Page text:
Attracting & Retaining Factory Workers - How can UK Manufacturing address the challenge?
SME manufacturing companies are finding it difficult to attract qualified candidates to work for them on their shop-floors. We can go some way to improving that situation by offering apprenticeships or improving starting salaries to make jobs more attractive, but I also believe that it's critical we also look at ways in which we can simplify and automate shop-floor work so that we can tap into a larger pool of available resources.
So, what does “simplifying” work look like?
In this article, based on implementation experience, I reflect on some of the practical things that can be done to simplify and automate the work of shop floor operators.
Below is an sample screenshot of a live application deployed on ruggedised tablets at work stations on the shop floor. It demonstrates some of the good practices that can improve the working life of a shop-floor operator.
It uses; colour, icons, guidance shapes, numbers, priority (the order operations are presented in priority sequence). The use of text is minimised wherever possible.
Let’s review some of these elements and see how the screen design helped the operators on the shop-floor.
- Each work centre on the shop floor is given a Colour (in this case green) making it easy to select work for “my work centre operations” and also easy to see where the operator needs to send the end-product of their work for further work – ref the coloured green, red and blue icons under the Destination column.
- Icons are used to indicate the action expected of the operator for example the Play button indicates execute – pressing that starts the clock ticking, the Hour Glass tells the operator not to start that activity yet. Under the Comp(onents) heading we see an icon indicating where the operator can click to review drawings or bills of material related to the work.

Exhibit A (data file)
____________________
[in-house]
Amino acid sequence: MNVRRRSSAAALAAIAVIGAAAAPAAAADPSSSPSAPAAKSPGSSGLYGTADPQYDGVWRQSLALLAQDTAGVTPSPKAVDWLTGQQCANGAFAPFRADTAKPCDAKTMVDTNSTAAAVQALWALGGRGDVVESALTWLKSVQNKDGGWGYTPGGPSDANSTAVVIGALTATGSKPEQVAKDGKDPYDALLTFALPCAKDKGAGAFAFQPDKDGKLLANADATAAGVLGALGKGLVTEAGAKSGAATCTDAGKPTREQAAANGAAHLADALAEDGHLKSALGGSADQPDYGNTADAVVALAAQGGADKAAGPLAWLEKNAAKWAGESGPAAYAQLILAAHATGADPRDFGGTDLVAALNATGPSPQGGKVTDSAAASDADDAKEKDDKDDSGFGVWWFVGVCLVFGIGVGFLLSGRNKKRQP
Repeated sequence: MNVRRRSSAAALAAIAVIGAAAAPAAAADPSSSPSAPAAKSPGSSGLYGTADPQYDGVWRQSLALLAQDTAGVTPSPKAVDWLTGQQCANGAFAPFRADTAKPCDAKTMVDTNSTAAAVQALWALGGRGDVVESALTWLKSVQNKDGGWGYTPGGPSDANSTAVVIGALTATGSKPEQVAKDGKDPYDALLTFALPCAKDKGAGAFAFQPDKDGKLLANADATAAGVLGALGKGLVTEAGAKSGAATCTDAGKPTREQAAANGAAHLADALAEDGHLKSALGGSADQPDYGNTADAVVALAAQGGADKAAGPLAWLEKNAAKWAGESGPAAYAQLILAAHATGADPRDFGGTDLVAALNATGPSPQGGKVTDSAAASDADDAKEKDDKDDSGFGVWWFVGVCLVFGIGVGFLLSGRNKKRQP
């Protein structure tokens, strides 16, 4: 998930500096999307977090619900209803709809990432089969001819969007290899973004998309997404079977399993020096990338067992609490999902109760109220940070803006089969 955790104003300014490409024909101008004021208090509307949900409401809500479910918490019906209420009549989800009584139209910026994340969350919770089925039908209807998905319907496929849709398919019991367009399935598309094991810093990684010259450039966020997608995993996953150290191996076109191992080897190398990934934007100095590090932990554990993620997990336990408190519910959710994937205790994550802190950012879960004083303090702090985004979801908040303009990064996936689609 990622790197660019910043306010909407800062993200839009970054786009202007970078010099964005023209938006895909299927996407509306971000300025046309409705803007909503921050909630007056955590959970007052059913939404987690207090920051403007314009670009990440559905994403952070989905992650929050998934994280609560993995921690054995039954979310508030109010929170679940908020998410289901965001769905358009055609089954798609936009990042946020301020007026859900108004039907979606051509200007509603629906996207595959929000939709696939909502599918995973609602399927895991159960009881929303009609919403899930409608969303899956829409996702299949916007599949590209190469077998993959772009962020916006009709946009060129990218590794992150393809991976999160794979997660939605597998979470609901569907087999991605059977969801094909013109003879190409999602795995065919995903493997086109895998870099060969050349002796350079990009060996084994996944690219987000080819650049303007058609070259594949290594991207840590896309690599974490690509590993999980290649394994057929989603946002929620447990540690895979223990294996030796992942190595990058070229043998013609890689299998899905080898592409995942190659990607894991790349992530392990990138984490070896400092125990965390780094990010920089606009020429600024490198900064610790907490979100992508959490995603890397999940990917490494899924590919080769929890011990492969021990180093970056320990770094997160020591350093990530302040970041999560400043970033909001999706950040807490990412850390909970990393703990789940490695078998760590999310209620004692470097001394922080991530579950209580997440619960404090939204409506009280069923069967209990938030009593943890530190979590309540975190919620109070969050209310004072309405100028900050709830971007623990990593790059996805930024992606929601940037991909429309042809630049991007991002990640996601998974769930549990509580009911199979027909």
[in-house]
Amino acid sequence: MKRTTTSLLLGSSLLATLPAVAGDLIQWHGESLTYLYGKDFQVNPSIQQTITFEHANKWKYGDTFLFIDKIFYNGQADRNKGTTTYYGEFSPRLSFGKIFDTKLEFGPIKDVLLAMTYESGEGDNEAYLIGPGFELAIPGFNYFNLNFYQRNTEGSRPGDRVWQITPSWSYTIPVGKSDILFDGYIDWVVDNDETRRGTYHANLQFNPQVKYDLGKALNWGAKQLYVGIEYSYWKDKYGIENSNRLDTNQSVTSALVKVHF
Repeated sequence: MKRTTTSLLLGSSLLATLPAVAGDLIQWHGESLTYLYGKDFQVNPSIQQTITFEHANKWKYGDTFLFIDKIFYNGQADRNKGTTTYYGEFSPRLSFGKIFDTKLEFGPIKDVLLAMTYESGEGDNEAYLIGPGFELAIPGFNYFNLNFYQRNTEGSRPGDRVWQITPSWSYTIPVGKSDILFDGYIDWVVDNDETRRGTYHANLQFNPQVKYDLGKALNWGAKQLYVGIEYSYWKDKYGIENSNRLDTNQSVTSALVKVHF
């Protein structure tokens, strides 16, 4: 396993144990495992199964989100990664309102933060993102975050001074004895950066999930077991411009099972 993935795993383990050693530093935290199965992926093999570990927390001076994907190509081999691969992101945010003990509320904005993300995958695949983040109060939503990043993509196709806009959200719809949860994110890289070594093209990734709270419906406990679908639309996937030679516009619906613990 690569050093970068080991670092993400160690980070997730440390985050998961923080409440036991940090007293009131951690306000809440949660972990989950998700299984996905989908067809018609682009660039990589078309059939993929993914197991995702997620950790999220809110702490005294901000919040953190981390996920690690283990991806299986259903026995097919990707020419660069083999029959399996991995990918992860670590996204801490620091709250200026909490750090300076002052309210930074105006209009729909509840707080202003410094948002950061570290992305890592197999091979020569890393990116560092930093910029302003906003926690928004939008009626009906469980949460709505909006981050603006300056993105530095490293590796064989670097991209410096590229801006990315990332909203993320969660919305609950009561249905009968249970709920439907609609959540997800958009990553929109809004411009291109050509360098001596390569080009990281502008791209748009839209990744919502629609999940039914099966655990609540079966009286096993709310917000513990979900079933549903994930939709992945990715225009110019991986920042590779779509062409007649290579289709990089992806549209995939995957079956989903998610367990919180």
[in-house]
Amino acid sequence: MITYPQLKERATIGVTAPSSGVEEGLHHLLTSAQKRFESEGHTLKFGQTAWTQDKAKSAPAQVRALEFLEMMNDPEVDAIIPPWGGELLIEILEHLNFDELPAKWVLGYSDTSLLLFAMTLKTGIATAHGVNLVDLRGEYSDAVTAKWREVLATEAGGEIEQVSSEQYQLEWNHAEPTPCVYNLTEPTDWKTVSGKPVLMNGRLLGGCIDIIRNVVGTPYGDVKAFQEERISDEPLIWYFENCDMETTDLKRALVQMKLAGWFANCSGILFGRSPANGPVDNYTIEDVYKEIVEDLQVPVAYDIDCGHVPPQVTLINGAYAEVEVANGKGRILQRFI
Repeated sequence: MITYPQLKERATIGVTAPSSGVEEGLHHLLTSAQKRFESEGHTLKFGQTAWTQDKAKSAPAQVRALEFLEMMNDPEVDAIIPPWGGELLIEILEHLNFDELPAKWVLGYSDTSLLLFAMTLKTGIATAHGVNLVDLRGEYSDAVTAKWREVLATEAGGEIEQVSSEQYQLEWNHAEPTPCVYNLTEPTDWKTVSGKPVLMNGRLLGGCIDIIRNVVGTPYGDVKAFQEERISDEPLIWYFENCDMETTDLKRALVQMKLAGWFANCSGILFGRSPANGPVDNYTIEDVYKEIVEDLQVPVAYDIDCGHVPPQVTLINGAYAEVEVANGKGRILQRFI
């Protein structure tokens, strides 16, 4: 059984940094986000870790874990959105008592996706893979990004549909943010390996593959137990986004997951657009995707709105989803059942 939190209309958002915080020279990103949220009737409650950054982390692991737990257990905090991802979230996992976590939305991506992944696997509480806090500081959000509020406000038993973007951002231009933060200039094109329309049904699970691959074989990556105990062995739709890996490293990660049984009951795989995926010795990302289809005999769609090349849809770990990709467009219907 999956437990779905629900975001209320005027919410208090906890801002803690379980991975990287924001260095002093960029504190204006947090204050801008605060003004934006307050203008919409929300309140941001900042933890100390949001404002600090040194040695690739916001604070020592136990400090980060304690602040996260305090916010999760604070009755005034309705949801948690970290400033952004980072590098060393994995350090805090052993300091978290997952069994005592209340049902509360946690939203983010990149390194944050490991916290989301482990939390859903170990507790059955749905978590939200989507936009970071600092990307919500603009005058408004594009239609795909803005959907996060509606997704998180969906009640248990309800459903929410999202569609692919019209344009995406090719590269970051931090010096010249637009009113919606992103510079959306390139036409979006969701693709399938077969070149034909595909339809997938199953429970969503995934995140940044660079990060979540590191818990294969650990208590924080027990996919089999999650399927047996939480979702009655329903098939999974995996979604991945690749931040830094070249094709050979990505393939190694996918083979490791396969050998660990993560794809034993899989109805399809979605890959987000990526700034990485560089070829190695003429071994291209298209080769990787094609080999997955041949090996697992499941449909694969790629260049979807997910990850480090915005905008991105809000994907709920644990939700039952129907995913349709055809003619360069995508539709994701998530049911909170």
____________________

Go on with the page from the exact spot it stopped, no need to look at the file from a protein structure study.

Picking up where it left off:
- Under the Profile column we see some Guidance Shapes used to represent the shape of the end-product expected – a flat rectangular sheet of steel or a 3D cuboid shaped product in this case. This prevents any fundamental mis-interpretations as to what the expectation of the output from the order will be!
- We also see Numbers used extensively in the information displayed, such as under the Dimensions, Units and Times columns. Some of the workforce may not have English as a first language – minimising text and maximising the use of numbers can help to simplify work, improve safety and minimise human error.
- Less obvious on the screen, but critically important, is the Prioritisation of the work to be done. The app uses prioritisation information held in the system to present, in order, what the operator should work on in what sequence.
- We have already given an example of Ease of Navigation under the Comp column heading where the operator can click to review drawings/BOMs related to the work, another example of this navigation in action is the Pick List button where the operator will navigate to a screen where they can review and drive materials picking activity.
- Not represented on the screen, but available in the app is the facility to Print Labels. The operators print the labels to facilitate the material flow through the warehouse and to automate picking and material staging activity.
- On one of our UK implementations we added a Language facility such that any text that appeared was available in English and in Polish.
Through the design of an application that is intuitive to use and respects the process of the operator, we simplify and automate shop floor tasks.
This opens up options for manufacturing businesses to cast a wider net in terms of searching for candidates for shop floor operators and makes the work of those operators more attuned to the mobile/tablet oriented world we live in today.
The system represented here is called Absoft Adima, an integrated system specifically created to assist SME manufacturers in meeting challenges and opportunities facing the sector.
--> Find out more about our pre-packaged ERP for SME Manufacturers Absoft Adima.
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